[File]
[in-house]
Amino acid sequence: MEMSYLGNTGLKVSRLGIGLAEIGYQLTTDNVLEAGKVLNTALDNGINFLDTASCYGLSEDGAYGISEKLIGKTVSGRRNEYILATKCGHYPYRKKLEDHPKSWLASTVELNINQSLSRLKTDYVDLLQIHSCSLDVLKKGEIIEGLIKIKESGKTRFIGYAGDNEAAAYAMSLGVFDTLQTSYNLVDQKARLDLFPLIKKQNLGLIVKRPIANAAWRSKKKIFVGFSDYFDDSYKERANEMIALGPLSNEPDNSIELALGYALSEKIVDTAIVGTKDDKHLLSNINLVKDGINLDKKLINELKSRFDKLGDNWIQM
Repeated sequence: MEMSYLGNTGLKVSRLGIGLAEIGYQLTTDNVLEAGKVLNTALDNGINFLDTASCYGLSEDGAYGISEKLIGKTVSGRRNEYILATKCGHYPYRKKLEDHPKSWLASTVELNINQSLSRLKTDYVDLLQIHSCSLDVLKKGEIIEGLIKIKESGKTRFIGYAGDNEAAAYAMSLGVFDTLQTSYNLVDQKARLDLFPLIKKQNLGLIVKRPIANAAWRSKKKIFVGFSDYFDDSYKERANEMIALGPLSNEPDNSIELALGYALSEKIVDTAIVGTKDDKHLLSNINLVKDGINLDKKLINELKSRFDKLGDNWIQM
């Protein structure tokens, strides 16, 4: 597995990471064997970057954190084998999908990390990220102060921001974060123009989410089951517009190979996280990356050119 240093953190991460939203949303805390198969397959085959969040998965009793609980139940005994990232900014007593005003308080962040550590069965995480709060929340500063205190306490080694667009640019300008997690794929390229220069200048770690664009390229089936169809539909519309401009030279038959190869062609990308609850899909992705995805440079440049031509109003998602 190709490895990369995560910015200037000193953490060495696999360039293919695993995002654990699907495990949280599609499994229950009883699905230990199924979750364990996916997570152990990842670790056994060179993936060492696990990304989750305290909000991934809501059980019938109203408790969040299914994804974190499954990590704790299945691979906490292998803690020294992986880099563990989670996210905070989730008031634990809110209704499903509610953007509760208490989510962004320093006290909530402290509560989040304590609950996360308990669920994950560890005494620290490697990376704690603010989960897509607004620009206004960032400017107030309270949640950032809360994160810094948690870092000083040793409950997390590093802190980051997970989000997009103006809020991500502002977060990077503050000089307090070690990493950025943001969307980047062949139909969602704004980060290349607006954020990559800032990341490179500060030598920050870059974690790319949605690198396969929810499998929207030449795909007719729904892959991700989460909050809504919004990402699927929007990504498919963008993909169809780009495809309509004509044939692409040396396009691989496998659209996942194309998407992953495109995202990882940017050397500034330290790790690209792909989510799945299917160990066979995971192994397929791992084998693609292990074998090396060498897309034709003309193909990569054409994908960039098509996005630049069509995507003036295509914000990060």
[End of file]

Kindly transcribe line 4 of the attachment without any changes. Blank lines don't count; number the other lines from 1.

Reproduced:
């Protein structure tokens, strides 16, 4: 597995990471064997970057954190084998999908990390990220102060921001974060123009989410089951517009190979996280990356050119 240093953190991460939203949303805390198969397959085959969040998965009793609980139940005994990232900014007593005003308080962040550590069965995480709060929340500063205190306490080694667009640019300008997690794929390229220069200048770690664009390229089936169809539909519309401009030279038959190869062609990308609850899909992705995805440079440049031509109003998602 190709490895990369995560910015200037000193953490060495696999360039293919695993995002654990699907495990949280599609499994229950009883699905230990199924979750364990996916997570152990990842670790056994060179993936060492696990990304989750305290909000991934809501059980019938109203408790969040299914994804974190499954990590704790299945691979906490292998803690020294992986880099563990989670996210905070989730008031634990809110209704499903509610953007509760208490989510962004320093006290909530402290509560989040304590609950996360308990669920994950560890005494620290490697990376704690603010989960897509607004620009206004960032400017107030309270949640950032809360994160810094948690870092000083040793409950997390590093802190980051997970989000997009103006809020991500502002977060990077503050000089307090070690990493950025943001969307980047062949139909969602704004980060290349607006954020990559800032990341490179500060030598920050870059974690790319949605690198396969929810499998929207030449795909007719729904892959991700989460909050809504919004990402699927929007990504498919963008993909169809780009495809309509004509044939692409040396396009691989496998659209996942194309998407992953495109995202990882940017050397500034330290790790690209792909989510799945299917160990066979995971192994397929791992084998693609292990074998090396060498897309034709003309193909990569054409994908960039098509996005630049069509995507003036295509914000990060």